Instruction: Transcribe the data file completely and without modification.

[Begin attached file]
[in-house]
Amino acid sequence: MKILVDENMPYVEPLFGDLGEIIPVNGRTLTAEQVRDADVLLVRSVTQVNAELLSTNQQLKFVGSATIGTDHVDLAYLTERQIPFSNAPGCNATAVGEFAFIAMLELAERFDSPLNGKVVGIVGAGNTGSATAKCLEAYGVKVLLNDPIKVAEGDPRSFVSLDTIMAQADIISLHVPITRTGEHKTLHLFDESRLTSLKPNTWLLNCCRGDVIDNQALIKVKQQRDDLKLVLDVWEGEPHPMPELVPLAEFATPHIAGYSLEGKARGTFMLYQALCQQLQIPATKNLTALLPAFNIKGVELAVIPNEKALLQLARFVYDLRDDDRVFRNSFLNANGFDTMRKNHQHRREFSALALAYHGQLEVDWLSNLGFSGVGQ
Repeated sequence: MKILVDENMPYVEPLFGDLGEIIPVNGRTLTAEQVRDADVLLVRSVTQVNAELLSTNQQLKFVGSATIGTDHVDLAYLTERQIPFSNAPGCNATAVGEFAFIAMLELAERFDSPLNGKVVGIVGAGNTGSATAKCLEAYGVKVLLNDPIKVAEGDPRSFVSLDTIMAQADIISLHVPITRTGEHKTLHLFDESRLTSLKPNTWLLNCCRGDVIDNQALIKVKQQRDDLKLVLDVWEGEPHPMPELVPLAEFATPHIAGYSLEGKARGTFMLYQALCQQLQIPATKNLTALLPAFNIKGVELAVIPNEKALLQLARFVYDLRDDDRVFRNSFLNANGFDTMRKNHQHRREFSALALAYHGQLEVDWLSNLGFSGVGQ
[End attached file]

[in-house]
Amino acid sequence: MKILVDENMPYVEPLFGDLGEIIPVNGRTLTAEQVRDADVLLVRSVTQVNAELLSTNQQLKFVGSATIGTDHVDLAYLTERQIPFSNAPGCNATAVGEFAFIAMLELAERFDSPLNGKVVGIVGAGNTGSATAKCLEAYGVKVLLNDPIKVAEGDPRSFVSLDTIMAQADIISLHVPITRTGEHKTLHLFDESRLTSLKPNTWLLNCCRGDVIDNQALIKVKQQRDDLKLVLDVWEGEPHPMPELVPLAEFATPHIAGYSLEGKARGTFMLYQALCQQLQIPATKNLTALLPAFNIKGVELAVIPNEKALLQLARFVYDLRDDDRVFRNSFLNANGFDTMRKNHQHRREFSALALAYHGQLEVDWLSNLGFSGVGQ
Repeated sequence: MKILVDENMPYVEPLFGDLGEIIPVNGRTLTAEQVRDADVLLVRSVTQVNAELLSTNQQLKFVGSATIGTDHVDLAYLTERQIPFSNAPGCNATAVGEFAFIAMLELAERFDSPLNGKVVGIVGAGNTGSATAKCLEAYGVKVLLNDPIKVAEGDPRSFVSLDTIMAQADIISLHVPITRTGEHKTLHLFDESRLTSLKPNTWLLNCCRGDVIDNQALIKVKQQRDDLKLVLDVWEGEPHPMPELVPLAEFATPHIAGYSLEGKARGTFMLYQALCQQLQIPATKNLTALLPAFNIKGVELAVIPNEKALLQLARFVYDLRDDDRVFRNSFLNANGFDTMRKNHQHRREFSALALAYHGQLEVDWLSNLGFSGVGQ